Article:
But… artwork on languages is such an abstract idea. Even multilingualism and minority languages/varieties aren't easy to embody as Ideas — as matters of personal experience, yes, but not as abstractions.

Reliable data: documentation of languages, and updating of documentation. This strikes me as the hardest sell to the general public: who cares? If we think they should care, how to convince them?

Well, on some points lots of people care: they want to know who uses which words to mean what, for instance, so they want to hear (for American English, for example) what the linguistic atlases have to say, and what DARE has to say. If the press looks at such sources, it will report the "facts" in these sources, though some of the atlases report on the usage of people born over a hundred years ago and the DARE materials were collected around 40 years ago. I don't think  we can easily fix  this, and the language statistics in the Ethnologue (which Crystal specifically mentions, to point to some problems) can't easily be updated either. In any case, I'm afraid that most people won't appreciate the value of documenting minority languages or minority varieties (unless these people have some personal association with them).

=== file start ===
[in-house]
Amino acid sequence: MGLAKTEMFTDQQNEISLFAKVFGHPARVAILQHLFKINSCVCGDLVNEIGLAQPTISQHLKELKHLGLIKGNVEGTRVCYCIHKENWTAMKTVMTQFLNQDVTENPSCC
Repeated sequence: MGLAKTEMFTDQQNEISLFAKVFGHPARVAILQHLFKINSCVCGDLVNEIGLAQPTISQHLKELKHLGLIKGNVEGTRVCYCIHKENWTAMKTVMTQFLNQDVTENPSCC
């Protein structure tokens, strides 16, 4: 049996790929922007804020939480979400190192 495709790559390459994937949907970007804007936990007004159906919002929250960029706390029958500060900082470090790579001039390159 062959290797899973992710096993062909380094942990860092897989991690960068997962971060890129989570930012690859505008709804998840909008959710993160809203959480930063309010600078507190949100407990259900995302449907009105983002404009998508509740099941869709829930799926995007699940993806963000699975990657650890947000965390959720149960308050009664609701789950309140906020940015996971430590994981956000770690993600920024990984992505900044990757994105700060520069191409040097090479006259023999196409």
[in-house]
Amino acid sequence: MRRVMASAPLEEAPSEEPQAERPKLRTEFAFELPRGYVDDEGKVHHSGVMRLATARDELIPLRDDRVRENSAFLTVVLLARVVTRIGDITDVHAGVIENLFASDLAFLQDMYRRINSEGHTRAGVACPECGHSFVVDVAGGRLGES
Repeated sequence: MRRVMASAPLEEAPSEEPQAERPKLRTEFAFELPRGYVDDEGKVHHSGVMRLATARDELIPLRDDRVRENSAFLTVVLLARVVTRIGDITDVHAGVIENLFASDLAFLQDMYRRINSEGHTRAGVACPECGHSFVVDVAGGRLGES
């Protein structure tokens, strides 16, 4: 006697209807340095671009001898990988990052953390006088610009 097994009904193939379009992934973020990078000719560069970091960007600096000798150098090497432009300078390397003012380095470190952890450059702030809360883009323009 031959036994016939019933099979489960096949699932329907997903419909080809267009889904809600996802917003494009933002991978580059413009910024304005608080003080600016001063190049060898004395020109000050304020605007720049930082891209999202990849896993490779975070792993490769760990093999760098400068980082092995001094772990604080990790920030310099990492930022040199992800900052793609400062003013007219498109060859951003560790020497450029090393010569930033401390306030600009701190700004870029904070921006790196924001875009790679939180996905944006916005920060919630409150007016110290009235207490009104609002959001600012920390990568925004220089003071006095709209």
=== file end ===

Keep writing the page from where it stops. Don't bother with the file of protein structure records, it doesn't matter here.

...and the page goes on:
Still, there are possibilities: celebratory days, maybe locations, certainly awards. But the year is more than half over: any proposals? any practicable proposals?

(Crystal's letter was followed by one from SIL linguist Wesley M. Collins, writing from Peru, where various events have been scheduled to celebrate IYL. These are modest, especially in comparison to the potato celebrations — the potato being "Peru's gift to the world" — but not insignificant.)

A final note: since I've invited people to make suggestions about how to celebrate IYL, I'm allowing comments. But if you want to talk about multilingualism, language diversity, minority languages, endangered languages, or non-standard varieties, please do that in some more appropriate place. On the other hand, if you want to talk about the usefulness of such very high-level initiatives as the IYL declaration, go for it. (I have mixed feelings. Crystal is an enthusiast, as is Language editor Brian Joseph. Others might just dismiss the idea out of hand. But maybe there's some middle ground that would be good for linguistics and also for society in general.)



  1. Nathan Myers said,

    July 16, 2008 @ 9:40 pm

    I'm sorry, it's already the Year of the Frog. You all will have to get in line.

  2. S Onosson said,

    July 16, 2008 @ 9:59 pm

    Planet Earth only gets one year??

  3. Ryan Denzer-King said,

    July 16, 2008 @ 10:14 pm

    At this year's CELCNA conference, Erich Fox Tree suggested that schools/communities/etc. could pick a day on which people weren't going to speak their native language, the goal being to encourage people to speak in other languages and to some extent communicate outside their comfort zone. I thought that was a great idea, but I don't know how practicable it would be.

  4. Jahi Chappell said,

    July 16, 2008 @ 11:22 pm